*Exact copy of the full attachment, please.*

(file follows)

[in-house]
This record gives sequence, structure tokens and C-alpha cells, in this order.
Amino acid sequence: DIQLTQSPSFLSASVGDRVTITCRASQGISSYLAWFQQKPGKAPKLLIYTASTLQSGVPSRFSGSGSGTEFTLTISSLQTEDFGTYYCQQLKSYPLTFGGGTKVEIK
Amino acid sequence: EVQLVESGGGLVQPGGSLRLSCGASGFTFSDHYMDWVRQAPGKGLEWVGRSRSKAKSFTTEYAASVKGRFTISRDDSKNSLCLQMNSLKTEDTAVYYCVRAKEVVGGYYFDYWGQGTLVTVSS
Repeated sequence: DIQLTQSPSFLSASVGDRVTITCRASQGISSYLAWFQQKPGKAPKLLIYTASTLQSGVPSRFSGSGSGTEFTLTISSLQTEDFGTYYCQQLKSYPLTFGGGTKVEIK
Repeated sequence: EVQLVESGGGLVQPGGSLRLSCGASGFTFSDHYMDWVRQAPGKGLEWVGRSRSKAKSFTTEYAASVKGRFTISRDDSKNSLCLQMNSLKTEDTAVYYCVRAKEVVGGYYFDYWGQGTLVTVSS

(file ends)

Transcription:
[in-house]
This record gives sequence, structure tokens and C-alpha cells, in this order.
Amino acid sequence: DIQLTQSPSFLSASVGDRVTITCRASQGISSYLAWFQQKPGKAPKLLIYTASTLQSGVPSRFSGSGSGTEFTLTISSLQTEDFGTYYCQQLKSYPLTFGGGTKVEIK
Amino acid sequence: EVQLVESGGGLVQPGGSLRLSCGASGFTFSDHYMDWVRQAPGKGLEWVGRSRSKAKSFTTEYAASVKGRFTISRDDSKNSLCLQMNSLKTEDTAVYYCVRAKEVVGGYYFDYWGQGTLVTVSS
Repeated sequence: DIQLTQSPSFLSASVGDRVTITCRASQGISSYLAWFQQKPGKAPKLLIYTASTLQSGVPSRFSGSGSGTEFTLTISSLQTEDFGTYYCQQLKSYPLTFGGGTKVEIK
Repeated sequence: EVQLVESGGGLVQPGGSLRLSCGASGFTFSDHYMDWVRQAPGKGLEWVGRSRSKAKSFTTEYAASVKGRFTISRDDSKNSLCLQMNSLKTEDTAVYYCVRAKEVVGGYYFDYWGQGTLVTVSS